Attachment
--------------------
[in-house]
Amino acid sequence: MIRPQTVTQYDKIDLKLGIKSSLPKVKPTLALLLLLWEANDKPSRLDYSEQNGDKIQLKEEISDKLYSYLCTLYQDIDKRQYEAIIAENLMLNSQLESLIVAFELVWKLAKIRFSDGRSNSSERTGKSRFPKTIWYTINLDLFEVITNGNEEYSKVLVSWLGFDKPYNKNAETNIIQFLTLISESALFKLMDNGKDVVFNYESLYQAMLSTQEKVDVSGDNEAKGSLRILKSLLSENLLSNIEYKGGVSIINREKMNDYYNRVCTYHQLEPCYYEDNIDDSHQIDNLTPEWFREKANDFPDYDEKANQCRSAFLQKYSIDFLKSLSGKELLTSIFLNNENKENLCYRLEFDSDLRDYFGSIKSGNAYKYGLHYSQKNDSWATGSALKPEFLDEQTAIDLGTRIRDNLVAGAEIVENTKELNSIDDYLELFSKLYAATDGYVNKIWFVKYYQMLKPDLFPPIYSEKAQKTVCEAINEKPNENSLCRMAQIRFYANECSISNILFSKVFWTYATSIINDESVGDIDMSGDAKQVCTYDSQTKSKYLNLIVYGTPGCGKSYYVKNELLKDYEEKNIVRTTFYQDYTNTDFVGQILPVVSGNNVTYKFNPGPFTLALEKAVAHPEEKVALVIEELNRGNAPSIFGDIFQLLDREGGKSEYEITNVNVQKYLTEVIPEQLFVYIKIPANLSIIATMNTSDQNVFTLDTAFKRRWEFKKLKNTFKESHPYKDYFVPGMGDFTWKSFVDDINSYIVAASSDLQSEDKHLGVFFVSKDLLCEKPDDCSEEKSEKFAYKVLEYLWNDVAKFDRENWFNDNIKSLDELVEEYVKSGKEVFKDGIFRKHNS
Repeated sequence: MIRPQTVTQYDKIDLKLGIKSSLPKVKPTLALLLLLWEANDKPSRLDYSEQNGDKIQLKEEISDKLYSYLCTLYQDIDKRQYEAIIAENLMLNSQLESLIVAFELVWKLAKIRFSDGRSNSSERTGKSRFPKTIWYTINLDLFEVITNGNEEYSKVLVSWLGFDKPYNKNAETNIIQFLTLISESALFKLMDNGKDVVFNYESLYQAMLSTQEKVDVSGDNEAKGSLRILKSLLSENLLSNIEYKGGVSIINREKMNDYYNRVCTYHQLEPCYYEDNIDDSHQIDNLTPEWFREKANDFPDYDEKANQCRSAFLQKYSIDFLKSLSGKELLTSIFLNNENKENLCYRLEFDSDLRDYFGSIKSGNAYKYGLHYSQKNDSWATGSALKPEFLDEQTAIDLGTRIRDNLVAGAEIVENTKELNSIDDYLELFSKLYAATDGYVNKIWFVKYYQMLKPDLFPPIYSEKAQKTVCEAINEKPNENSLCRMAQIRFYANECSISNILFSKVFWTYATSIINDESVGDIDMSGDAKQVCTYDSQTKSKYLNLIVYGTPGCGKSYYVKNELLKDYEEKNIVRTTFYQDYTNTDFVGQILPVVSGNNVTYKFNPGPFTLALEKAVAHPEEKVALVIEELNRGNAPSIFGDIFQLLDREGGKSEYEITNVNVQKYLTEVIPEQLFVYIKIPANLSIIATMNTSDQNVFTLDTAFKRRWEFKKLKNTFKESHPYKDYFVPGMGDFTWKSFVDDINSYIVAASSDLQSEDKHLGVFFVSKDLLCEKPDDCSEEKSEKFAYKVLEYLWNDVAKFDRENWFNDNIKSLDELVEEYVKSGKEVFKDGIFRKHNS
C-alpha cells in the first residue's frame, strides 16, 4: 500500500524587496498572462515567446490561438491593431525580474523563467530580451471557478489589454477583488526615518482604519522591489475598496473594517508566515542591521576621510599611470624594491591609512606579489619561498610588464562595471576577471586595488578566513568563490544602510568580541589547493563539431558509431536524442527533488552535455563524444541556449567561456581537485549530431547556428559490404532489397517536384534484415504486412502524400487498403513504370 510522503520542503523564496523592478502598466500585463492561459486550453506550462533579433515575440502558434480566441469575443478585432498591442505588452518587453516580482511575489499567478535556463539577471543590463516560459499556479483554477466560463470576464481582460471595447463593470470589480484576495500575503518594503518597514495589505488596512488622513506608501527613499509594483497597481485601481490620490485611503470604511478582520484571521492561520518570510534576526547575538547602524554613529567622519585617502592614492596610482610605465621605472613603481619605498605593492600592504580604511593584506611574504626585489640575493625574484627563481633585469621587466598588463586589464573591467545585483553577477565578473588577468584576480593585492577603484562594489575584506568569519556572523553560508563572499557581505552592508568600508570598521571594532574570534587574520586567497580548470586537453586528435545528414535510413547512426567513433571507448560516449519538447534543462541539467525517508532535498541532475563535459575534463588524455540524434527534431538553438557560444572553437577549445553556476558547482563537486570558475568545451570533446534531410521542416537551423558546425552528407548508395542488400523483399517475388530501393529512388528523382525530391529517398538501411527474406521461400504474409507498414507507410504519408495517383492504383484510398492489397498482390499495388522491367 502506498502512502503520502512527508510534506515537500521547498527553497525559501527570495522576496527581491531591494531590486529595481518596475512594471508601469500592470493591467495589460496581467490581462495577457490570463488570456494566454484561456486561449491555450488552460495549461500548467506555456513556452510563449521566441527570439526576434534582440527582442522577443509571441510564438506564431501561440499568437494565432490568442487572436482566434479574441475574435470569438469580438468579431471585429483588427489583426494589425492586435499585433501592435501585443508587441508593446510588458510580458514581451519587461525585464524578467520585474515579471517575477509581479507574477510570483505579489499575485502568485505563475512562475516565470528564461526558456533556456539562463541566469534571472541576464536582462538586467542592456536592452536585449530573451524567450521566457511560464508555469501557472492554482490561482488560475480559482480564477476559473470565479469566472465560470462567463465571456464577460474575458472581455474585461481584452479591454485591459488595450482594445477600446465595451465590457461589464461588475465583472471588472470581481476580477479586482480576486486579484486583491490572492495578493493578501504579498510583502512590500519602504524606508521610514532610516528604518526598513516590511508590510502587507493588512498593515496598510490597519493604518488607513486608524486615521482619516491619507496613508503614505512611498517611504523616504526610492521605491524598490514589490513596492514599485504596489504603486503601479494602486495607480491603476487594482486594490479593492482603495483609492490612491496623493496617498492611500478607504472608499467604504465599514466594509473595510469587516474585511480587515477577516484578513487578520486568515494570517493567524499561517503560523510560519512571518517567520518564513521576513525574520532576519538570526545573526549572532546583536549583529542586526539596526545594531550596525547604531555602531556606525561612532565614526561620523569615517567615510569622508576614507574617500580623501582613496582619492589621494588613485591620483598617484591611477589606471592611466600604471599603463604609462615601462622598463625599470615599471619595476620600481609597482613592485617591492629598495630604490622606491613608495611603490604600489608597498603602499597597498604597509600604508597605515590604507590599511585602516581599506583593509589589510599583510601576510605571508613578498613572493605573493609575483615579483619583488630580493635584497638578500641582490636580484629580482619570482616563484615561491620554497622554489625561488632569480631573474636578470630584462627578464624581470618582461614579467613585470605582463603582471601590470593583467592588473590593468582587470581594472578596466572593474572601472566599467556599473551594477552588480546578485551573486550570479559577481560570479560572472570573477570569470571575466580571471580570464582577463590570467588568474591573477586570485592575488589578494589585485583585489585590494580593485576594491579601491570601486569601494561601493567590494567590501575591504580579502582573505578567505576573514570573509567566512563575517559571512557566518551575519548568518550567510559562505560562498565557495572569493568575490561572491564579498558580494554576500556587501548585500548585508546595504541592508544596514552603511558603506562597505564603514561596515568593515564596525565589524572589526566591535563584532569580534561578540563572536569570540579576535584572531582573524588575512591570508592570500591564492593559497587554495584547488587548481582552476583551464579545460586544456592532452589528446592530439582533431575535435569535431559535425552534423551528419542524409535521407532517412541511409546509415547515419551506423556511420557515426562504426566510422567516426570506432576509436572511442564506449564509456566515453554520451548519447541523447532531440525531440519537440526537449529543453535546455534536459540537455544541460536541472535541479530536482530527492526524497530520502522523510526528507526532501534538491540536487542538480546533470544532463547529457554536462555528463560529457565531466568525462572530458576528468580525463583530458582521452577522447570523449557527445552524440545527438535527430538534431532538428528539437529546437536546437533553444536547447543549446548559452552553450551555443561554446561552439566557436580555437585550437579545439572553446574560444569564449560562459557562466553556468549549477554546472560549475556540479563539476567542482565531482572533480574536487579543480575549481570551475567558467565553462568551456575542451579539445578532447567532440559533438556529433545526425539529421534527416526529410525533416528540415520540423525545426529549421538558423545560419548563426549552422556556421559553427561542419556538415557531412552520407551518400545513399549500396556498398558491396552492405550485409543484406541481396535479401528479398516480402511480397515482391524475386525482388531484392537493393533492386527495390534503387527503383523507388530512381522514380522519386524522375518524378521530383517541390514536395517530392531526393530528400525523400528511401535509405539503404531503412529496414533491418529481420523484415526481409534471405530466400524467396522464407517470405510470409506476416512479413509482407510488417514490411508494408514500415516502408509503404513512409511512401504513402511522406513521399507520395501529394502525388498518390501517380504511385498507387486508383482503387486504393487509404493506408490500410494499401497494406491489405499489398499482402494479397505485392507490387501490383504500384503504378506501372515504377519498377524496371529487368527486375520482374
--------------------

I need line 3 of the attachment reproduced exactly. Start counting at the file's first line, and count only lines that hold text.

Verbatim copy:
Repeated sequence: MIRPQTVTQYDKIDLKLGIKSSLPKVKPTLALLLLLWEANDKPSRLDYSEQNGDKIQLKEEISDKLYSYLCTLYQDIDKRQYEAIIAENLMLNSQLESLIVAFELVWKLAKIRFSDGRSNSSERTGKSRFPKTIWYTINLDLFEVITNGNEEYSKVLVSWLGFDKPYNKNAETNIIQFLTLISESALFKLMDNGKDVVFNYESLYQAMLSTQEKVDVSGDNEAKGSLRILKSLLSENLLSNIEYKGGVSIINREKMNDYYNRVCTYHQLEPCYYEDNIDDSHQIDNLTPEWFREKANDFPDYDEKANQCRSAFLQKYSIDFLKSLSGKELLTSIFLNNENKENLCYRLEFDSDLRDYFGSIKSGNAYKYGLHYSQKNDSWATGSALKPEFLDEQTAIDLGTRIRDNLVAGAEIVENTKELNSIDDYLELFSKLYAATDGYVNKIWFVKYYQMLKPDLFPPIYSEKAQKTVCEAINEKPNENSLCRMAQIRFYANECSISNILFSKVFWTYATSIINDESVGDIDMSGDAKQVCTYDSQTKSKYLNLIVYGTPGCGKSYYVKNELLKDYEEKNIVRTTFYQDYTNTDFVGQILPVVSGNNVTYKFNPGPFTLALEKAVAHPEEKVALVIEELNRGNAPSIFGDIFQLLDREGGKSEYEITNVNVQKYLTEVIPEQLFVYIKIPANLSIIATMNTSDQNVFTLDTAFKRRWEFKKLKNTFKESHPYKDYFVPGMGDFTWKSFVDDINSYIVAASSDLQSEDKHLGVFFVSKDLLCEKPDDCSEEKSEKFAYKVLEYLWNDVAKFDRENWFNDNIKSLDELVEEYVKSGKEVFKDGIFRKHNS